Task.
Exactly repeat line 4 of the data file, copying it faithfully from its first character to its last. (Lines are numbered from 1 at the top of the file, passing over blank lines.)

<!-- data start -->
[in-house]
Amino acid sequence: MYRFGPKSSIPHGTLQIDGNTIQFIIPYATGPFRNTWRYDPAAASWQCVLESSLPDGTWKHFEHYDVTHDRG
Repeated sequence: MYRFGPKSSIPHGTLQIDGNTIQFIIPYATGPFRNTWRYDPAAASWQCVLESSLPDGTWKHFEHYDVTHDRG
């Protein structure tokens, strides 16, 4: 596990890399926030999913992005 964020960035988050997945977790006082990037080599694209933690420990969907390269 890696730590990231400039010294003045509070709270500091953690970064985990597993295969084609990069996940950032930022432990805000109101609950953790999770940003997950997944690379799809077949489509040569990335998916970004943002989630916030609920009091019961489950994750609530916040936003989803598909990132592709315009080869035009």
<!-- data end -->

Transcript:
């Protein structure tokens, strides 16, 4: 596990890399926030999913992005 964020960035988050997945977790006082990037080599694209933690420990969907390269 890696730590990231400039010294003045509070709270500091953690970064985990597993295969084609990069996940950032930022432990805000109101609950953790999770940003997950997944690379799809077949489509040569990335998916970004943002989630916030609920009091019961489950994750609530916040936003989803598909990132592709315009080869035009």